Our Opinion: Take care of yourself, and others, when temps soar
In separate incidents, the local police department was dispatched to homes in town, where they found an 87-year-old woman and an 87-year-old man dead from apparent heat exposure. Anyone who went outside on Monday and Tuesday knows the sun was brutal, as was the humidity and the temperature, which was in the mid-90s. Even the healthiest among us felt beat down by the heat.
With summer just beginning, we have many more days of 90-degree, and maybe hotter, weather on the way.
The best thing to do when it gets that hot is to stay out of the sun! But if you have to be out and about, wear a hat, move slowly and drink lots of water. Avoid strenuous work during the warmest part of the day and use a buddy system when working in extreme heat, taking frequent breaks. Dress in loose-fitting, lightweight, and light-colored clothes that cover as much skin as possible. Avoid dark colors because they absorb the sun's rays. The best thing to do is postpone outdoor games and activities and stay indoors as much as possible and limit exposure to the sun.
However, vulnerable members of the community, especially the ill, the young and the old, should restrict their activities altogether. Friends, neighbors and family members are urged to regularly check in with their loved ones to insure they are safe and comfortable or to offer assistance if they need something from the market or other places in town. If you are concerned about a loved one or neighbor, you can always take them to someplace cool, such as Brooks Memorial Library and the Senior Center at the Gibson Aiken Center on Main Street. If you're not sure where to go in your town when the hot weather strikes, you can always contact your town clerk's office for information.
And need we remind everyone to never leave pets or children in cars on intensely hot days, even with the windows rolled down?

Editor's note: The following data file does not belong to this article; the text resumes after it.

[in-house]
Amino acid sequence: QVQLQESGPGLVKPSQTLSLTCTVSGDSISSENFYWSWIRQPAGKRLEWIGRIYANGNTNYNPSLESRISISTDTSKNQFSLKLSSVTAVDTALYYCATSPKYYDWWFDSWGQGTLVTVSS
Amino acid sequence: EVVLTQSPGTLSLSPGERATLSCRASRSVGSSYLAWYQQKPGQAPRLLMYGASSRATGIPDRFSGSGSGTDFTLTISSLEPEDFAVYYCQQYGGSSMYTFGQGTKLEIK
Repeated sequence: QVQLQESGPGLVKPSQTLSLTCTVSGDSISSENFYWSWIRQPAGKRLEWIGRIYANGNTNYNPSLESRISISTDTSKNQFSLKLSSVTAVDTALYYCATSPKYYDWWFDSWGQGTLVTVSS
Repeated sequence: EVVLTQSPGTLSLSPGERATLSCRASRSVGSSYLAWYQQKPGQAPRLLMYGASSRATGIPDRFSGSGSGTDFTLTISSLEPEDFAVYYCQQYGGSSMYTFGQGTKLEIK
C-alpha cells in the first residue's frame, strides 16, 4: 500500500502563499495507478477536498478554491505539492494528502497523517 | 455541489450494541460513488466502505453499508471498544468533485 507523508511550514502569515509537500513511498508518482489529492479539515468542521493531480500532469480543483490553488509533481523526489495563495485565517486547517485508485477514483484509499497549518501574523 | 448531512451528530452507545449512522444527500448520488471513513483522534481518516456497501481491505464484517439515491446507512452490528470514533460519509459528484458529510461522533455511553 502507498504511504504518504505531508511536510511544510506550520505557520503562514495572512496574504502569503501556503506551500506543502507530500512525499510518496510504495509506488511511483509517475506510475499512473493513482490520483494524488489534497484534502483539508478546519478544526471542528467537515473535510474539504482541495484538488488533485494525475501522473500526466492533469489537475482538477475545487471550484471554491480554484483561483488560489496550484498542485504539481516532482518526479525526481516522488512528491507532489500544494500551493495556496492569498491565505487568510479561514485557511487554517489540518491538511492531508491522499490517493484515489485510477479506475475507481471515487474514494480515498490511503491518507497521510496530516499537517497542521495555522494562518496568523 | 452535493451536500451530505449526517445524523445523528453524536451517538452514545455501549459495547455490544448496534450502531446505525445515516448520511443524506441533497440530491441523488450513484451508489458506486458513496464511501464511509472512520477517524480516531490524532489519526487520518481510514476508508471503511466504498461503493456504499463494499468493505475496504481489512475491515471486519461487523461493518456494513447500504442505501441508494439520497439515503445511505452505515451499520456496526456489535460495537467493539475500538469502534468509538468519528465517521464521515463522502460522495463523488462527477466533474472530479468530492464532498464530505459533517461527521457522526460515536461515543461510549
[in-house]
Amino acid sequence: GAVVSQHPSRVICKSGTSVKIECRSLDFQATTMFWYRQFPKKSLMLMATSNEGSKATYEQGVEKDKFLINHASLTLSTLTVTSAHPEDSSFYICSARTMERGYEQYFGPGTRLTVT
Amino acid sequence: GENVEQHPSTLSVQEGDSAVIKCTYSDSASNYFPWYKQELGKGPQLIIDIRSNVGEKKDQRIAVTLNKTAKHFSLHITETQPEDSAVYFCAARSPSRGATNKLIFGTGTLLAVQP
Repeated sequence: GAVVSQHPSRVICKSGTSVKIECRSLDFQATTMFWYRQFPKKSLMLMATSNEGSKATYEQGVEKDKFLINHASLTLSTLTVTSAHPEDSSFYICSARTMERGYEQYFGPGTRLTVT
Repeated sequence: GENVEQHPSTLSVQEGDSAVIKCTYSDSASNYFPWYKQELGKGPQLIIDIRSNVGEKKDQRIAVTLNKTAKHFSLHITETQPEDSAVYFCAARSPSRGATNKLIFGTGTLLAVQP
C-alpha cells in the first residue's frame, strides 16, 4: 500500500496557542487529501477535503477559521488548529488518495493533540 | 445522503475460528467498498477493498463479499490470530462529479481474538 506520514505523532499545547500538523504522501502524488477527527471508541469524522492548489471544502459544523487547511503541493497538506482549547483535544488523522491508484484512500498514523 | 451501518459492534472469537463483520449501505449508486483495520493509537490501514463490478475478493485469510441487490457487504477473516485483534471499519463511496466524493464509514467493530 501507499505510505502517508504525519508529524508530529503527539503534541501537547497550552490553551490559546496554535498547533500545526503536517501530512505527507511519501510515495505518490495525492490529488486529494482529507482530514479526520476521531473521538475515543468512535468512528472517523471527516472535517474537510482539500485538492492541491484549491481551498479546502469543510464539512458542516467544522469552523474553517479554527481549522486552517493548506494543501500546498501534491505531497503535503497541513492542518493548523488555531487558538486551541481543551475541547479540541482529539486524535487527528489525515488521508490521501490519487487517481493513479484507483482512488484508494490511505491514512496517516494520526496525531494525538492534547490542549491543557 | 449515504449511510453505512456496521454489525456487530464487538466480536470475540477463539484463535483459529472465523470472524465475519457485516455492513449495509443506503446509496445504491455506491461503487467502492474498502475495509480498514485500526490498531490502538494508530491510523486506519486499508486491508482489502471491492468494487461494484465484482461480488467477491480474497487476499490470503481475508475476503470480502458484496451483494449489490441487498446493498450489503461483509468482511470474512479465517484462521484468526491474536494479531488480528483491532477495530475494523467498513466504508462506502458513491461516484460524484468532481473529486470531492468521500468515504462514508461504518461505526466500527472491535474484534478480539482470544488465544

"In terms of heat-rise over time, it makes very little difference whether a car's windows are closed or partially open. In both cases, a car's interior temperature can rise approximately 40 degrees within one hour, even when the exterior temperature is only 72 degrees," warns the American Academy of Pediatrics.
"Children have died in cars with the temperature as low as 63 degrees," noted Jan Null, an adjunct professor at San Francisco State University. "Basically the car becomes a greenhouse. At 70 degrees on a sunny day, after a half hour, the temperature inside a car is 104 degrees. After an hour, it can reach 113 degrees."
"Dogs and cats can't sweat like humans, so they pant to lower their body temperature," said Michael Dix DVM, Medical Director of Best Friends Animal Society. "If they're inside a car, recycling very hot air, panting gives no relief, and heat stroke can happen quickly."
It's up to all of us to take care of ourselves, our friends, our neighbors, our children and the elderly in our community. Whether it's to make sure a child has a healthy meal or a senior has companionship, whether a walkway is shoveled out or a friend needs a ride to the grocery store, we should all chip in to make this wonderful community an even better place to live.
The deaths of the two senior citizens on Monday is a stark reminder that what might seem like a nuisance to most of us, can be fatal to others. Let's keep that in mind every day.
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